What was surprising, though perhaps less so with the smaller band lineup, was just how much additional needed to be triggered. Many drum loops would be triggered by new drummer Paul Glover, allowing for shifting layers of rhythm, while bassist/vocalist Chloe Alper would trigger many of the synth textures, violin and vocal samples. This allowed the band to recreate their album sound in a live context, but at the cost of being tied down to those samples and tapes. For some audience members, this would be a major stumbling block impeding their enjoyment of the show.

The band’s main set was, by NEARfest standards, quite short indeed, covering approximately 50 to 55 minutes. Considering that they were booked for a 90 minute slot, it left many people in the audience scratching their heads, especially as the band left the stage following the odd “Disco Song” without saying a word. They also had not performed more material off the US release of The Dark Third. To this point, only two tracks familiar to the majority of the audience had been performed; “The Bright Ambassadors of Morning” and “Voices in Winter/In the Realms of the Divine.” This would be resolved fairly quickly, as the band took the stage for what would best be termed either an extended encore or a brief second set. Layers of triggered synths led the band into the opening duo of tracks from The Dark Third, as “Aeropause/Goshen’s Remains” shifted them back toward more familiar territory. They followed this up with “Nimos & Tambos,” Chloe Alper comfortably handling the pulsing bass line while she and guitarist Jon Courtney harmonized fantastically.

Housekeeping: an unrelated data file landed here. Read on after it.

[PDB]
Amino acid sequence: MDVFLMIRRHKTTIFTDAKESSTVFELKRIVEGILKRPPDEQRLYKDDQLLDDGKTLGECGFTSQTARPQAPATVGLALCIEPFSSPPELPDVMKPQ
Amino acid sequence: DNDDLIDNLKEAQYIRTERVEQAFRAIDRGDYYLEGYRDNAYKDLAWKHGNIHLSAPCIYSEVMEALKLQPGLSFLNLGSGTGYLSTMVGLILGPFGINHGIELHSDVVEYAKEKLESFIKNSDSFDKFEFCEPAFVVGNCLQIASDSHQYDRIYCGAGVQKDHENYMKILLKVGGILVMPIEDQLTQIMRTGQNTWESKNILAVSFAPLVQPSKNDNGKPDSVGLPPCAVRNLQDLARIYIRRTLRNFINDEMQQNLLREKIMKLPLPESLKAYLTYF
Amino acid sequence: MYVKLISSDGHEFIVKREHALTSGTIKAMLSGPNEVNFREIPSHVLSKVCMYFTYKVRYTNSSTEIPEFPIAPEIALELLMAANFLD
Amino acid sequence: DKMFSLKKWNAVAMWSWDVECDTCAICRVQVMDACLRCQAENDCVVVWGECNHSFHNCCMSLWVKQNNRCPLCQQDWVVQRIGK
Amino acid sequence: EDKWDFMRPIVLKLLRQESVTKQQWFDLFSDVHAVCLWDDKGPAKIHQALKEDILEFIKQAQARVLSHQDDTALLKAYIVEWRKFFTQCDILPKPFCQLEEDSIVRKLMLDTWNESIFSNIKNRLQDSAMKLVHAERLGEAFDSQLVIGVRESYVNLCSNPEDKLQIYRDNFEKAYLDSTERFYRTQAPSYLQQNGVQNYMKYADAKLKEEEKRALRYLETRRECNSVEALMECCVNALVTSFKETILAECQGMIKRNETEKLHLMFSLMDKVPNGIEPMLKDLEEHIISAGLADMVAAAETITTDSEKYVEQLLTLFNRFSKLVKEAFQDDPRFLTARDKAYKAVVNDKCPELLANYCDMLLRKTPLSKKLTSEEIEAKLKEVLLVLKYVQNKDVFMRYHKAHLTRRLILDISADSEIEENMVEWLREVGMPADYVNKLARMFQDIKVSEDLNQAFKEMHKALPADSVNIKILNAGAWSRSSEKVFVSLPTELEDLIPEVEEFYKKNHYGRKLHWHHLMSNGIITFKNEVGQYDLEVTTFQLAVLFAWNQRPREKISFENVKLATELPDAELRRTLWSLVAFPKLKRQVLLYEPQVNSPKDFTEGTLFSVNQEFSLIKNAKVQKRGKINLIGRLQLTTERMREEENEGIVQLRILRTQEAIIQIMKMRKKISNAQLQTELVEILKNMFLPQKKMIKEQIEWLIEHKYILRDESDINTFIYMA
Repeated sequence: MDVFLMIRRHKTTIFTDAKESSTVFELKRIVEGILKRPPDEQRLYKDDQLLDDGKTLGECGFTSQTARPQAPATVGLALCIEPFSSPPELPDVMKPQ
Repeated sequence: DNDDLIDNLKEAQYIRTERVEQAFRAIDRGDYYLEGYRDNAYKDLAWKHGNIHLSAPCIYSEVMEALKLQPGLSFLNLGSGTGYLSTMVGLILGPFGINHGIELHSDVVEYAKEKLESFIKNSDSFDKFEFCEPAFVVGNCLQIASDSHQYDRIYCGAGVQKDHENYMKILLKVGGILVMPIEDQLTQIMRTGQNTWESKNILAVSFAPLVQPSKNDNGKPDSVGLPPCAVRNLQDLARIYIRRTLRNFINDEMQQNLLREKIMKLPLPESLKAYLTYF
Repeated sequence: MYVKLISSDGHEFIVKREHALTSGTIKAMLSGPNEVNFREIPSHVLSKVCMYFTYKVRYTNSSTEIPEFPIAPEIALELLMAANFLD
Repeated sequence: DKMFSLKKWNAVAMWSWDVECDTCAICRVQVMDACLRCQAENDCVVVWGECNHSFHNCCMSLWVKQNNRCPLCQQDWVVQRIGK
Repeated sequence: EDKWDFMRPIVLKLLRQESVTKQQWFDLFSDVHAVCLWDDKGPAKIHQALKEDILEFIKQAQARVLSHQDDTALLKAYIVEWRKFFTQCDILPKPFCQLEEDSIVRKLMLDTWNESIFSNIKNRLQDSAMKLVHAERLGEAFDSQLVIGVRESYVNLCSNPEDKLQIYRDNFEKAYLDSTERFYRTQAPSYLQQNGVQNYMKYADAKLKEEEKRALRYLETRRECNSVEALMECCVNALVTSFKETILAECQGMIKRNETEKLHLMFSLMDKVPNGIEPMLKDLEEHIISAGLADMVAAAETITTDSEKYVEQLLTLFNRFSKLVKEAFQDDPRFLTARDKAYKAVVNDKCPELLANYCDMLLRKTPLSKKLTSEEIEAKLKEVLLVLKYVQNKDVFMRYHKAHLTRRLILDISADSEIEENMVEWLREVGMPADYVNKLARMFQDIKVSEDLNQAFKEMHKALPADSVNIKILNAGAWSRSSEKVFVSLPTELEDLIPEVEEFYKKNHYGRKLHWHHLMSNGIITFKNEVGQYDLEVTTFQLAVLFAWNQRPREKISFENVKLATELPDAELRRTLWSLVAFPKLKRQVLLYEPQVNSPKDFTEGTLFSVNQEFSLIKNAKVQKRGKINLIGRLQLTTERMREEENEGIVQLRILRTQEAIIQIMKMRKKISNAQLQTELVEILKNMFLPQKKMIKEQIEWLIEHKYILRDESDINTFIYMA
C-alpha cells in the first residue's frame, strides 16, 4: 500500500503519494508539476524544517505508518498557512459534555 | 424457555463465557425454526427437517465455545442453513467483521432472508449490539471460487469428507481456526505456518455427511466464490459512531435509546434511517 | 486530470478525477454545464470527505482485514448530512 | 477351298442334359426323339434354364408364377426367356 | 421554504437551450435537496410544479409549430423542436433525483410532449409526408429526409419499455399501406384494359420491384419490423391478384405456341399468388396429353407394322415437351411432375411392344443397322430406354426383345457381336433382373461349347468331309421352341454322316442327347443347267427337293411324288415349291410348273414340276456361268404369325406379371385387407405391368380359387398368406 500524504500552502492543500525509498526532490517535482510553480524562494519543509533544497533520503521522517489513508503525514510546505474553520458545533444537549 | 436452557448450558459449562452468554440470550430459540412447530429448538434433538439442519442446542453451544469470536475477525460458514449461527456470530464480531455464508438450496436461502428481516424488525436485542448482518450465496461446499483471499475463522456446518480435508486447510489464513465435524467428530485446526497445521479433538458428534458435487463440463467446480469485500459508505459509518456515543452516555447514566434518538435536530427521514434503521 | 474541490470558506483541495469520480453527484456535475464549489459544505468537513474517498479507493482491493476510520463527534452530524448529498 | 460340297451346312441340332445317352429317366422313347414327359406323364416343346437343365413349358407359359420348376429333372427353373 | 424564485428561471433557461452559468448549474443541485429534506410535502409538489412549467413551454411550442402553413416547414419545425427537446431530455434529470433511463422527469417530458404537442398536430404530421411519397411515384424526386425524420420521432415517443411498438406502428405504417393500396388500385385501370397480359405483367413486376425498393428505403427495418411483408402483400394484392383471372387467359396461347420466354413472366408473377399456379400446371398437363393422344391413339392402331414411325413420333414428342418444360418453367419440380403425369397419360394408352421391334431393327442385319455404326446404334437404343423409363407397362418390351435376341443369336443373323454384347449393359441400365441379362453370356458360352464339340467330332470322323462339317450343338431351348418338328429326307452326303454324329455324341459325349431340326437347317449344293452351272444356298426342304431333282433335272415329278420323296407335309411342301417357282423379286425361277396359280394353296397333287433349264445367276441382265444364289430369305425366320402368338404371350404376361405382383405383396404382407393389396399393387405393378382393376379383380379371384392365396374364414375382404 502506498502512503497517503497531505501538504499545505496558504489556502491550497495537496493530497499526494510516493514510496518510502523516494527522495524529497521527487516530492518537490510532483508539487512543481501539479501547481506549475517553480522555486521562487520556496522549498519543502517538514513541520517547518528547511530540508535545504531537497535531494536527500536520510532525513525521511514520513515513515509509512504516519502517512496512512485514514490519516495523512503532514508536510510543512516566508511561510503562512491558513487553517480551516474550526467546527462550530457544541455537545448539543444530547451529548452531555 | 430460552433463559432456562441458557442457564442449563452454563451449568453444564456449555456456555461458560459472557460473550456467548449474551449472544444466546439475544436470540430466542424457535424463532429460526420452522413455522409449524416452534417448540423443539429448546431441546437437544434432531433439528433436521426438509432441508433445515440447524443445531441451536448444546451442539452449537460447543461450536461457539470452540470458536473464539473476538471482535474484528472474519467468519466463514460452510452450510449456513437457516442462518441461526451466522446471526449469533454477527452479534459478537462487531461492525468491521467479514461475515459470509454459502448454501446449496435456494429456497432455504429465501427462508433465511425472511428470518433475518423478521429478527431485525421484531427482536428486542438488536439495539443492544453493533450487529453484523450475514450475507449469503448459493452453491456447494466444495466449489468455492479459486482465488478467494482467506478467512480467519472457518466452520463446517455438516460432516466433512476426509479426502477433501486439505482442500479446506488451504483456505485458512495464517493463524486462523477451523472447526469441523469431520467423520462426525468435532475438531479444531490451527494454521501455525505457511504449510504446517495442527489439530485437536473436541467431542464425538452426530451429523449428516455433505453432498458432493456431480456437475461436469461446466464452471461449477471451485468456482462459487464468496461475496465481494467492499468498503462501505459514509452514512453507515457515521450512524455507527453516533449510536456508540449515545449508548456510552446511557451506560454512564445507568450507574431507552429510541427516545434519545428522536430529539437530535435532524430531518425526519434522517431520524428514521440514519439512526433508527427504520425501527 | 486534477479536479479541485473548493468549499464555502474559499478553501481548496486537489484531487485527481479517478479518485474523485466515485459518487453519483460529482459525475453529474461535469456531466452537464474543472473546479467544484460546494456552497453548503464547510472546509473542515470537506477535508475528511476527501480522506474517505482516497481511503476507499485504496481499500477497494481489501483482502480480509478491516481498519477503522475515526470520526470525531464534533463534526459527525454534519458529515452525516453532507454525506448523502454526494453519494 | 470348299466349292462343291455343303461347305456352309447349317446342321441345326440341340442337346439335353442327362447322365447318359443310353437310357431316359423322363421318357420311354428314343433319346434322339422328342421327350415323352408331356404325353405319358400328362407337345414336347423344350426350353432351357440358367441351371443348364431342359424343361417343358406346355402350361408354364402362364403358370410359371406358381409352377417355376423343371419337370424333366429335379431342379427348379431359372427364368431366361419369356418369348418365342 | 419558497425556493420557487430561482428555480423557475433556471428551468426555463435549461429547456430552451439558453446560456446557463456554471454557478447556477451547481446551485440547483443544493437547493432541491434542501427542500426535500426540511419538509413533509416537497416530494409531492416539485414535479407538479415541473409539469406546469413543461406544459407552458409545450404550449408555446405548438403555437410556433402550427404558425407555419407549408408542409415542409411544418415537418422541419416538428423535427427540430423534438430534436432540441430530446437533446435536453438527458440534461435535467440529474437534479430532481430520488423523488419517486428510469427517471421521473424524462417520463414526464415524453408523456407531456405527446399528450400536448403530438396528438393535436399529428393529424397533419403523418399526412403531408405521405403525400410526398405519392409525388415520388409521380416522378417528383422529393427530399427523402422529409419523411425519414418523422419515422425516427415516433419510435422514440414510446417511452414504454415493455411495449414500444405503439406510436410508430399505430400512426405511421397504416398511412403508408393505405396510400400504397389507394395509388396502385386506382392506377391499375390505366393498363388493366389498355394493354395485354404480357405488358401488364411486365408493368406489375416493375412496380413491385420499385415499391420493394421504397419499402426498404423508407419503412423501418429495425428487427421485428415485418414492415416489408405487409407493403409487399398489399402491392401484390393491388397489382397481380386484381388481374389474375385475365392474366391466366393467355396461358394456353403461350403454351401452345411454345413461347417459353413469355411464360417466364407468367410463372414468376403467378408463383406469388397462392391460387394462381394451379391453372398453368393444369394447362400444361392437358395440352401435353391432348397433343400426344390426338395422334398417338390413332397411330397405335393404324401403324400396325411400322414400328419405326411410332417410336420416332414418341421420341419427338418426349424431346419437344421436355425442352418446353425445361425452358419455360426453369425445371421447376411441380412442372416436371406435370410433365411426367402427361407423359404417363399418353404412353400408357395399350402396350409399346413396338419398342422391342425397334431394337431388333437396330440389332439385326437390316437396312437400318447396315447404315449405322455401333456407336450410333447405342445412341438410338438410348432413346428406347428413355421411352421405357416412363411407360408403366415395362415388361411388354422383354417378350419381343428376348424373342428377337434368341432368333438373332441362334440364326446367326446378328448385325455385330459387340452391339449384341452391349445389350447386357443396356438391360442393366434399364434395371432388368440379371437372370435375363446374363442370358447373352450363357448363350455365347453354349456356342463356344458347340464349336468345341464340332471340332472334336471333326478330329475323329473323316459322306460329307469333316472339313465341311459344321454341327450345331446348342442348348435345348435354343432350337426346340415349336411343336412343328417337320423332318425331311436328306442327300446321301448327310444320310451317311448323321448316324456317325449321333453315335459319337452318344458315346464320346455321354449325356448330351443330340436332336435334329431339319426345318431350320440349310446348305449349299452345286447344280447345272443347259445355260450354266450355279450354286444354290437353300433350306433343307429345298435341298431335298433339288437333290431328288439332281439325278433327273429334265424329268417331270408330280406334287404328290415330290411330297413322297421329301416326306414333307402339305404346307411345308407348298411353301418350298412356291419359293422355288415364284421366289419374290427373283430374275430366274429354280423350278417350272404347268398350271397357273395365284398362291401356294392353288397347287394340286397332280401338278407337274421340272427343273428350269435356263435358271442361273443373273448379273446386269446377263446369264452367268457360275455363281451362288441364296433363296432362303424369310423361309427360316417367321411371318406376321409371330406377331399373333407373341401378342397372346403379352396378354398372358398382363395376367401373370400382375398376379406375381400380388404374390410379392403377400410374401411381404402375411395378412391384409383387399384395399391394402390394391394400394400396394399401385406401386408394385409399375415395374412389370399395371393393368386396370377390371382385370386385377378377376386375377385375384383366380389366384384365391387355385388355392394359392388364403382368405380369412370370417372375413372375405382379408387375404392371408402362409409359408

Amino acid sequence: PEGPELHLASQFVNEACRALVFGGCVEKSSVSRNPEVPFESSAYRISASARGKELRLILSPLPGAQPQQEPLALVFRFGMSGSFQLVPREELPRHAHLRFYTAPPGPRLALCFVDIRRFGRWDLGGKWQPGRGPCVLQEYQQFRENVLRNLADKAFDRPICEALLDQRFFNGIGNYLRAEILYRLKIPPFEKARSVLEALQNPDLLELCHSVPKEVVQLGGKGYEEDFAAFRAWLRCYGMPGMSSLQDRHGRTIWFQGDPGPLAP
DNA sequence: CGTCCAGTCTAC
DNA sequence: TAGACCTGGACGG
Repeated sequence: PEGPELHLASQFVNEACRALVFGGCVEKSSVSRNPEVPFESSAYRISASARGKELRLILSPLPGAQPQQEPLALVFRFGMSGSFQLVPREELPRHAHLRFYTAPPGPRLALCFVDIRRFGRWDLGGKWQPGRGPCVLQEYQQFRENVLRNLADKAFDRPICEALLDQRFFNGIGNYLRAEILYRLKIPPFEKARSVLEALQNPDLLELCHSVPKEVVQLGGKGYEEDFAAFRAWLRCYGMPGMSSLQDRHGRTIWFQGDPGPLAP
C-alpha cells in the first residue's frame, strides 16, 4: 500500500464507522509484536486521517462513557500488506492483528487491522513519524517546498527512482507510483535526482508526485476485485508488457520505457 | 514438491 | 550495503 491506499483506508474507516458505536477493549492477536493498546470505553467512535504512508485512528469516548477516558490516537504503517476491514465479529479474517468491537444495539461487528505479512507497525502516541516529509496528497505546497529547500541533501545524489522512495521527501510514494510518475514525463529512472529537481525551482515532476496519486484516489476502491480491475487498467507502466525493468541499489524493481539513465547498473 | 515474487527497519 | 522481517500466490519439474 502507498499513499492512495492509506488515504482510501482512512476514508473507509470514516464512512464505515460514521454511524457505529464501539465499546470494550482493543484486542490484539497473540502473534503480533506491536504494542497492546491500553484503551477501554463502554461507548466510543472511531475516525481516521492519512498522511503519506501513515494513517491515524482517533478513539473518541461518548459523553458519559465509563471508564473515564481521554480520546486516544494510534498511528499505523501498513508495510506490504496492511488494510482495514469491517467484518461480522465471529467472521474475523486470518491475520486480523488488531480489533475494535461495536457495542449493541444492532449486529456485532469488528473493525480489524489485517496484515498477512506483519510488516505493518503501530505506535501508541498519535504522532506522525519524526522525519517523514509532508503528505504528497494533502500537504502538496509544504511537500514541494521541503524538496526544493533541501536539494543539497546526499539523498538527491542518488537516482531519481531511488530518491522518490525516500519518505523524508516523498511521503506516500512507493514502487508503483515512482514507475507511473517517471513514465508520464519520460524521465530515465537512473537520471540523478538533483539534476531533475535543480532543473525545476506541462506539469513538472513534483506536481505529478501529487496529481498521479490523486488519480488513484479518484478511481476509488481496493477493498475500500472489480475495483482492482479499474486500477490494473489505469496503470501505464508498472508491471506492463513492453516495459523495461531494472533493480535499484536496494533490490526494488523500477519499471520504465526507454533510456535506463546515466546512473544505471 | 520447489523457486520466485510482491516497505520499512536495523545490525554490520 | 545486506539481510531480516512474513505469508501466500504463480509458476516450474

Finally, the moment many hardcore US fans were waiting for arrived, as the band played their best-known track, “Arrival/The Intention Craft.” For many, this song was their “gateway drug,” introducing the band’s infectious sound to a new pair of ears. On stage it was exciting and energetic, with the audience feeding that energy through loud sing-alongs - while being seated and respectfully restrained, of course. With sweeps fading and dying in a round of applause, the band took center stage, bowed to the audience, and departed, leaving it to the assembled audience to dissect and pontificate about their performance.

In the final reckoning, the band’s “weaknesses” (stage presence, reliance on samples versus adding a new member, something they are not comfortable with considering at this moment) were greatly outweighed by one of the better stage shows (projections, lighting, et cetera) and a youthful energy level unrivalled by any other band on the line-up. Are they prog? Who knows? What they are, however, is energetic, lush, and willing to explore musical areas a lot of young bands wouldn’t touch with a ten foot pole. For this reviewer and attendee, that gives them more than enough right to have played at NEARfest.

The members area of our site includes a gallery with many more pictures from this concert - and all larger than the pics presented here.
This review is available in book format (hardcover and paperback) in Music Street Journal: 2007 Volume 4 at
You'll find concert pics of this artist in the Music Street Journal members area.